Quantcast

Island in the sun: Harbor Islands exhibit highlights native history

Celina Colby | 6/29/2017, 6 a.m.
The public art project is a series of temporary, site-specific sculptures on the Peddocks Island, designed to creatively interface with ...
Artist Nia Holley pays tribute to the area’s Ponkapoag and Neponset tribes with her installation of a fish weir in Boston Harbor Now’s “[Re]creation” public art project. Courtesy Nia Holley

On Saturday, June 24, Boston Harbor Now launched its latest “[Re]creation” public art project, a series of temporary, site-specific sculptures on Peddocks Island. The sculptures are designed to creatively interface with the natural environment while incorporating the history of the Harbor Islands.

On the Web

For more information about Holley’s work, visit: www.bostonharborn...

For artist Nia Holley, this project tugged on very specific heartstrings. As both an African American and an indigenous person, Holley has ancestral ties to the islands. She explains that education about the land frequently centers on European history. “Since I’ve been living in Boston, I’ve never heard justice done to the indigenous people from the islands,” she says. This project was her chance to dole that justice out.

According to Holley, the Ponkapoag and Neponset tribes utilized the Harbor Islands from the Ice Age onward. The islands served as unique resource because the major rivers, Neponset, Charles and Mystic, merge there, bringing people from North, West and South.

For the “[Re]creation” project, Holley created a fish weir, a traditional fence-like obstruction built in a river to direct the path of fish. The Ponkapoag and Neponset tribes used this technology for more effective fishing. In this piece, Holley uses the posts of the weir to reference parts of her indigenous heritage. The set of seven posts represents the seven generations, a principle that dictates that contemporary people must consider how every decision they make will affect their descendants seven generations in the future. The set of 13 posts symbolizes the 13 moons of the original calendar, and the set of four posts represents the four directions.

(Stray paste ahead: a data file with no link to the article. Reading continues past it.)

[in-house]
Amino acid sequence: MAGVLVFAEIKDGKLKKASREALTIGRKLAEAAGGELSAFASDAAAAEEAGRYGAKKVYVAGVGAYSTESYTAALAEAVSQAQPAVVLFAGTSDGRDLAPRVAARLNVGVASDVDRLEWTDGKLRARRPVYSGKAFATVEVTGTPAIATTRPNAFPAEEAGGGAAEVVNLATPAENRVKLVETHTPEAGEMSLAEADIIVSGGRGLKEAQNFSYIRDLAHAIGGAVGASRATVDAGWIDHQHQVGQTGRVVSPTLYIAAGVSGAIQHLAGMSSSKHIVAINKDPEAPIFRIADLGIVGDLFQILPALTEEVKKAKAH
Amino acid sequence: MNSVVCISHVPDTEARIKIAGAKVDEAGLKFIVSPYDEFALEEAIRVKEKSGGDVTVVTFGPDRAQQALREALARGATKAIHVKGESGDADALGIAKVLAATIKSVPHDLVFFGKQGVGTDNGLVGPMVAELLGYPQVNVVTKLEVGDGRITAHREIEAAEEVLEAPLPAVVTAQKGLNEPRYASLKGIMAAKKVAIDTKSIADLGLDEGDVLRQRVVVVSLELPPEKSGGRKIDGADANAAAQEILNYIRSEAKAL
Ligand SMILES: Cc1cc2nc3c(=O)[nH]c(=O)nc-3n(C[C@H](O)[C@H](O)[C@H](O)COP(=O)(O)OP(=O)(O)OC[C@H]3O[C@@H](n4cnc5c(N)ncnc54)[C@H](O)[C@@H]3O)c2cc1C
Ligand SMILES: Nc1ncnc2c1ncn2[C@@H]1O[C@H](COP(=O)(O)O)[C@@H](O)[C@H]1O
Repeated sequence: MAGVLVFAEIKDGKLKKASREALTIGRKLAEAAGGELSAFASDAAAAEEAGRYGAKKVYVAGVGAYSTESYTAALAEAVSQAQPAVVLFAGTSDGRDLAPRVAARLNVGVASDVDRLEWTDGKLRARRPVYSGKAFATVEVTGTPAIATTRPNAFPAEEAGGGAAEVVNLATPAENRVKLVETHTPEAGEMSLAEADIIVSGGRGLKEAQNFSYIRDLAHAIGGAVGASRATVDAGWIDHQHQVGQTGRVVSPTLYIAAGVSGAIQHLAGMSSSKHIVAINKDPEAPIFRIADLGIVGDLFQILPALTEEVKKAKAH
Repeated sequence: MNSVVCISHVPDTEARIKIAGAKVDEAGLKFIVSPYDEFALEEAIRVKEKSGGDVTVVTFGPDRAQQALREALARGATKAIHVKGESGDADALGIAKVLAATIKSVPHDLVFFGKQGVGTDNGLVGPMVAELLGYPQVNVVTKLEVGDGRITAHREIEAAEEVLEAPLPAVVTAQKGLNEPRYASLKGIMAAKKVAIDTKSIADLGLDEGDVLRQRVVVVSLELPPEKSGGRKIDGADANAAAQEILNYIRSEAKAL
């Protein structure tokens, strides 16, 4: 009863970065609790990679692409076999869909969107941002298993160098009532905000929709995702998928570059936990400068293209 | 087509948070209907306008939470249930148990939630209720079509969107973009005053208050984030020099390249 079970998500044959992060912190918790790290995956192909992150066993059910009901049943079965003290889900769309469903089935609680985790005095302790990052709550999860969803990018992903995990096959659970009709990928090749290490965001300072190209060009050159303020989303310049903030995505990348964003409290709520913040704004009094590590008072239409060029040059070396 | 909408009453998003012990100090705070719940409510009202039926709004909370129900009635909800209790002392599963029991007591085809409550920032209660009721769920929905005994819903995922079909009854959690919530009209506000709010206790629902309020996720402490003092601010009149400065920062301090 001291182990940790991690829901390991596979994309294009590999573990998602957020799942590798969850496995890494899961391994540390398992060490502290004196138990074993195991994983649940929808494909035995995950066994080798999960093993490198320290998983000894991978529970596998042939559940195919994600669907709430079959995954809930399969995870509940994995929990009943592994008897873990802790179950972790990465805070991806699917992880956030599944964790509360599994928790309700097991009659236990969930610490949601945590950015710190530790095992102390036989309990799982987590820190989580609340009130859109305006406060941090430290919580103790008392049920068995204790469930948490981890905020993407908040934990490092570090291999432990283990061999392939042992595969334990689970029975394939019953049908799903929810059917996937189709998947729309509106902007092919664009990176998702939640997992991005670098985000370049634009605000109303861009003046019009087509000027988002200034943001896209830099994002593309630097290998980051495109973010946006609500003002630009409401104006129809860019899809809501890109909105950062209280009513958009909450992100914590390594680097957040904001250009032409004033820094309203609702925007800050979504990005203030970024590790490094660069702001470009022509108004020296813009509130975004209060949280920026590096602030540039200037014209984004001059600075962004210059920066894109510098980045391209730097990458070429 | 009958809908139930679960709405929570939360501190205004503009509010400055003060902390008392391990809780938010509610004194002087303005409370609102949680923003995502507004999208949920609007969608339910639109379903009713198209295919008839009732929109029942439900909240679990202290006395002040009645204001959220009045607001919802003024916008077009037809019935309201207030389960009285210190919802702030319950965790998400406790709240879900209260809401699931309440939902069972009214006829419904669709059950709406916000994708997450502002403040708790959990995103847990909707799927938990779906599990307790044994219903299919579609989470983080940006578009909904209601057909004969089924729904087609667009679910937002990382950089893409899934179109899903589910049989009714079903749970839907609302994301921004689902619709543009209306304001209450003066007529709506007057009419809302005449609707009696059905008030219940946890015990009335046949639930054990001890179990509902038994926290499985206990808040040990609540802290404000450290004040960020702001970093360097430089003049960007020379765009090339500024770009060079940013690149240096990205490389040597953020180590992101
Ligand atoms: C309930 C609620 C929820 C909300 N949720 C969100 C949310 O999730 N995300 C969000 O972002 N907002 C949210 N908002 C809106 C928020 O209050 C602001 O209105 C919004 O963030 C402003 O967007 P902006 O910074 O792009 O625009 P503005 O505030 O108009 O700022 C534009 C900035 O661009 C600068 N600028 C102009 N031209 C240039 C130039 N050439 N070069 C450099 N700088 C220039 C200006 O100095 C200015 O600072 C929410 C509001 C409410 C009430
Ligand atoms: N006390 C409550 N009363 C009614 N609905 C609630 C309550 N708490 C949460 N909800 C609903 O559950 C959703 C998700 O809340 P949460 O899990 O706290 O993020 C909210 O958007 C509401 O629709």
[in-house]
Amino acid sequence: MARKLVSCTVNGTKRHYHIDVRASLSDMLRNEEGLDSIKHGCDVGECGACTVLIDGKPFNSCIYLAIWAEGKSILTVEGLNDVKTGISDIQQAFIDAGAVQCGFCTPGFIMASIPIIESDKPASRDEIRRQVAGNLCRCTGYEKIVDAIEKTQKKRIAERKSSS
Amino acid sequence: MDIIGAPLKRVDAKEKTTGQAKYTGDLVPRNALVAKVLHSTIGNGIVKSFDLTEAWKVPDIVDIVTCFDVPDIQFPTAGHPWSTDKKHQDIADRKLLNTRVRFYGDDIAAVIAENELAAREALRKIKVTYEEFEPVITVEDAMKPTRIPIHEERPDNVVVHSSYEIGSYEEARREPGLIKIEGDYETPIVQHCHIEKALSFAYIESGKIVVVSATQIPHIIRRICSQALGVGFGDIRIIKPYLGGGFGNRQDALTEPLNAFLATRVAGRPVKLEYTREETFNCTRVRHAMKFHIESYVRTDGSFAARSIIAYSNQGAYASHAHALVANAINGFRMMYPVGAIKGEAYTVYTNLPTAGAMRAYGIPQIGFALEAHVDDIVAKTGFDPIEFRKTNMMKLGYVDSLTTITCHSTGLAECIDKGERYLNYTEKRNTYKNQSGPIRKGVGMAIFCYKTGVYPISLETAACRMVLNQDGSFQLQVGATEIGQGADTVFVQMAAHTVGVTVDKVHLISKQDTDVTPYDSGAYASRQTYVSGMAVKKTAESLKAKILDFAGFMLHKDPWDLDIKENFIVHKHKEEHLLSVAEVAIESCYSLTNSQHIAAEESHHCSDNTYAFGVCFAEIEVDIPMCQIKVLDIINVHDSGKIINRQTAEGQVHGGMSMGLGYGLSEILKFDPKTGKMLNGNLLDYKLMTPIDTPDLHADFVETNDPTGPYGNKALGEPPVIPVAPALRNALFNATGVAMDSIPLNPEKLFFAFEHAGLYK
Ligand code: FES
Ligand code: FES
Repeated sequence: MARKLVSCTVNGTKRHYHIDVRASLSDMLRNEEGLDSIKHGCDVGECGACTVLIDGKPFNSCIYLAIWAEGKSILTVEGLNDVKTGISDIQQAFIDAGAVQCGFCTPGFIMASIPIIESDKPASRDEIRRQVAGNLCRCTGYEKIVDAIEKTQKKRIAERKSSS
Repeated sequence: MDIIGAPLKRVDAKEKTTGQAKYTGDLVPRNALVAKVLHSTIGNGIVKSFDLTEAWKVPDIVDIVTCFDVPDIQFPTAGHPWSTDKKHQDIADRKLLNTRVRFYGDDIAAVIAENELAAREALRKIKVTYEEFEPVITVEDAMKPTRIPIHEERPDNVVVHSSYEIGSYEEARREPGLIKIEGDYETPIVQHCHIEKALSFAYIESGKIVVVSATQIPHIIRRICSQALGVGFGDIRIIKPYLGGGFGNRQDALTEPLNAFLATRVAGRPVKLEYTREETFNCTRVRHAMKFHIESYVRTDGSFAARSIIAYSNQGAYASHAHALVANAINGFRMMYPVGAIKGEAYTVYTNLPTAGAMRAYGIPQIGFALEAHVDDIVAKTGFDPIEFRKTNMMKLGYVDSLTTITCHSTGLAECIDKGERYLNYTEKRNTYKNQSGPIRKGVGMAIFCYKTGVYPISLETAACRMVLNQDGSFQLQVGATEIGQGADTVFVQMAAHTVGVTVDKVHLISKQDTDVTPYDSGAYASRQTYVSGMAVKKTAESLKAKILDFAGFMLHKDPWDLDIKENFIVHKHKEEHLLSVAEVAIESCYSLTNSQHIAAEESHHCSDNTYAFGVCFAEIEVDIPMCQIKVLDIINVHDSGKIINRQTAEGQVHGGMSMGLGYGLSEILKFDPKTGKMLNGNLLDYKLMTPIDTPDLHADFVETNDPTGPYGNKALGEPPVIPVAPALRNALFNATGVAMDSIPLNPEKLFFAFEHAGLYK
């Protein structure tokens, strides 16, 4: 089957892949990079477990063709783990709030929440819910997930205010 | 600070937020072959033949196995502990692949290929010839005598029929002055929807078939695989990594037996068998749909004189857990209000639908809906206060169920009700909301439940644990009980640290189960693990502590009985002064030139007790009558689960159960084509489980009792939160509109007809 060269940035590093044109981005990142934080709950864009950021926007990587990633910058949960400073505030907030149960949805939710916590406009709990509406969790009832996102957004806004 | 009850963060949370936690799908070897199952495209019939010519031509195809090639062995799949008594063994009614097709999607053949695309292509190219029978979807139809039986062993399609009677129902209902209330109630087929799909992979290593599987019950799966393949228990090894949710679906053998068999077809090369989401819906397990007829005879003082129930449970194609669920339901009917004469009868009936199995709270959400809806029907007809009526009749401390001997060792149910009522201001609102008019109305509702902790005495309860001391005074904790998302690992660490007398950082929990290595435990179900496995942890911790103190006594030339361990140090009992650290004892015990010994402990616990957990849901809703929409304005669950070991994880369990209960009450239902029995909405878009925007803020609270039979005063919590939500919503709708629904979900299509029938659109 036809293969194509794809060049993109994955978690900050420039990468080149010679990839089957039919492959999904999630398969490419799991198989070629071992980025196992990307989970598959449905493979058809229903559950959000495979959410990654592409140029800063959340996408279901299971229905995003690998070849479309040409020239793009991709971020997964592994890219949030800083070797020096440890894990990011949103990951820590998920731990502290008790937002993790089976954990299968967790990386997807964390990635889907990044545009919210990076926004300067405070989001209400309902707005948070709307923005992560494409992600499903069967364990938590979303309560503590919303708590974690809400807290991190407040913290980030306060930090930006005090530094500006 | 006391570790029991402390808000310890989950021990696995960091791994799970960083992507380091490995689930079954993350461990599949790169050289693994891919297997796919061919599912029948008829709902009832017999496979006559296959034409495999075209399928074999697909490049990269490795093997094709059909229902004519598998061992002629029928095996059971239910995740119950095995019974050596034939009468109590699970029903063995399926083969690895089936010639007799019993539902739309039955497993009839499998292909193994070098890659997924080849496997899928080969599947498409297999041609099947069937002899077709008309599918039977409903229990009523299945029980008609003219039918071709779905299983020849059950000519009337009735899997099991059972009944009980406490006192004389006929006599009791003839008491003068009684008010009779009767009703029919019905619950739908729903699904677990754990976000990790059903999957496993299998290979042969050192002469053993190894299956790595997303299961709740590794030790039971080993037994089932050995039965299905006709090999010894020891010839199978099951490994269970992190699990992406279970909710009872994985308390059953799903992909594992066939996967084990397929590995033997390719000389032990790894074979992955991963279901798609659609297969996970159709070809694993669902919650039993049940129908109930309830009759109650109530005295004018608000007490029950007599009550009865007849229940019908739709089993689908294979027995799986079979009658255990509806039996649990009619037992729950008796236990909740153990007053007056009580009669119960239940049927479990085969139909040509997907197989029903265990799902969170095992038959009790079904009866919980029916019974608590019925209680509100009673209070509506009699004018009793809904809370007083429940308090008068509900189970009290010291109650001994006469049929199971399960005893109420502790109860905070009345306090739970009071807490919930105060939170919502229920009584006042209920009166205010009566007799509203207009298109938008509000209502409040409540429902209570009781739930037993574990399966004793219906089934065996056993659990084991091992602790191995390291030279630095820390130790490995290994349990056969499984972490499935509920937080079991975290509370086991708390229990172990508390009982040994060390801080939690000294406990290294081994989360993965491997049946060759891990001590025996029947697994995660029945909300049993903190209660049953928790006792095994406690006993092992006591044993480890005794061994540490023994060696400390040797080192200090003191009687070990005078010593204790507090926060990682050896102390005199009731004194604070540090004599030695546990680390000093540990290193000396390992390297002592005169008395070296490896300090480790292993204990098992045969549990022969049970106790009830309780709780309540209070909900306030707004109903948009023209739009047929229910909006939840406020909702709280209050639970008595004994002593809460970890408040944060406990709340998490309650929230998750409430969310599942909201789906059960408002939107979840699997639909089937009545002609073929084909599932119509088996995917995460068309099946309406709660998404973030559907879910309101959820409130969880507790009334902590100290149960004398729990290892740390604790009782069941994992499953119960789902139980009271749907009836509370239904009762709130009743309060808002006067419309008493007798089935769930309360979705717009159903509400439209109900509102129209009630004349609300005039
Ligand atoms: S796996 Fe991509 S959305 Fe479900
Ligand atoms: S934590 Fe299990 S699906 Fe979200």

The fish weir installation is also a commentary on the innovative equipment of the island’s native inhabitants. Holley says she intended for the exhibit to dispel ideas that tribal people are primitive. The artists were instructed to only use introduced, alien plants in their constructions, as the island is trying to preserve native plant life. “The balance of state, federal and inter-tribal participation sets a really good example of the significance of these islands in balancing relationships, not only with the plants and animals we thrived from, but also with the people we share this space with,” says Holley.

She hopes the project will break down stereotypes about indigenous people, especially in the current political climate. “Being indigenous and also being black, the current situation in our country is nothing new to me,” she says. “It’s important to wake up every day and show them we’re still here.”